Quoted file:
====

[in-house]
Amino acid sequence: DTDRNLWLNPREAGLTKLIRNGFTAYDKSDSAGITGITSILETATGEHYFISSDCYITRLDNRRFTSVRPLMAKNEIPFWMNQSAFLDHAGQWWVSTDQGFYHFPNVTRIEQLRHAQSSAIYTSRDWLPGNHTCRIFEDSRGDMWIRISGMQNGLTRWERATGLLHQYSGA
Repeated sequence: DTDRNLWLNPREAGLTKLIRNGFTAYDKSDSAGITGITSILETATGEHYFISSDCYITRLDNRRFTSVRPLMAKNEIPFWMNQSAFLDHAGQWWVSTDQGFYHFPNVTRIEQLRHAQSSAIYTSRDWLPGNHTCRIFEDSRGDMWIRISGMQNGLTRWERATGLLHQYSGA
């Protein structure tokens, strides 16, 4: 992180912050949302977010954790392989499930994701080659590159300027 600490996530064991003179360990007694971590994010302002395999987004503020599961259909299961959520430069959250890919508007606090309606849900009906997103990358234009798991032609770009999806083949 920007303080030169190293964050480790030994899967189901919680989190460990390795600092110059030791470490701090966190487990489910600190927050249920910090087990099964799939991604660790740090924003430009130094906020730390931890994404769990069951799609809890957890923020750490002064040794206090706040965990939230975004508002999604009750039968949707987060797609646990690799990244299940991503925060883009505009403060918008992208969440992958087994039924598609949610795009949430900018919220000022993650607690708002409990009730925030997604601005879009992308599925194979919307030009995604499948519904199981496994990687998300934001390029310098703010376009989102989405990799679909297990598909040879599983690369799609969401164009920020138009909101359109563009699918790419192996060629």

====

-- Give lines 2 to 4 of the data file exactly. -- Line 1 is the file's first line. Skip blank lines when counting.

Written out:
Amino acid sequence: DTDRNLWLNPREAGLTKLIRNGFTAYDKSDSAGITGITSILETATGEHYFISSDCYITRLDNRRFTSVRPLMAKNEIPFWMNQSAFLDHAGQWWVSTDQGFYHFPNVTRIEQLRHAQSSAIYTSRDWLPGNHTCRIFEDSRGDMWIRISGMQNGLTRWERATGLLHQYSGA
Repeated sequence: DTDRNLWLNPREAGLTKLIRNGFTAYDKSDSAGITGITSILETATGEHYFISSDCYITRLDNRRFTSVRPLMAKNEIPFWMNQSAFLDHAGQWWVSTDQGFYHFPNVTRIEQLRHAQSSAIYTSRDWLPGNHTCRIFEDSRGDMWIRISGMQNGLTRWERATGLLHQYSGA
């Protein structure tokens, strides 16, 4: 992180912050949302977010954790392989499930994701080659590159300027 600490996530064991003179360990007694971590994010302002395999987004503020599961259909299961959520430069959250890919508007606090309606849900009906997103990358234009798991032609770009999806083949 920007303080030169190293964050480790030994899967189901919680989190460990390795600092110059030791470490701090966190487990489910600190927050249920910090087990099964799939991604660790740090924003430009130094906020730390931890994404769990069951799609809890957890923020750490002064040794206090706040965990939230975004508002999604009750039968949707987060797609646990690799990244299940991503925060883009505009403060918008992208969440992958087994039924598609949610795009949430900018919220000022993650607690708002409990009730925030997604601005879009992308599925194979919307030009995604499948519904199981496994990687998300934001390029310098703010376009989102989405990799679909297990598909040879599983690369799609969401164009920020138009909101359109563009699918790419192996060629």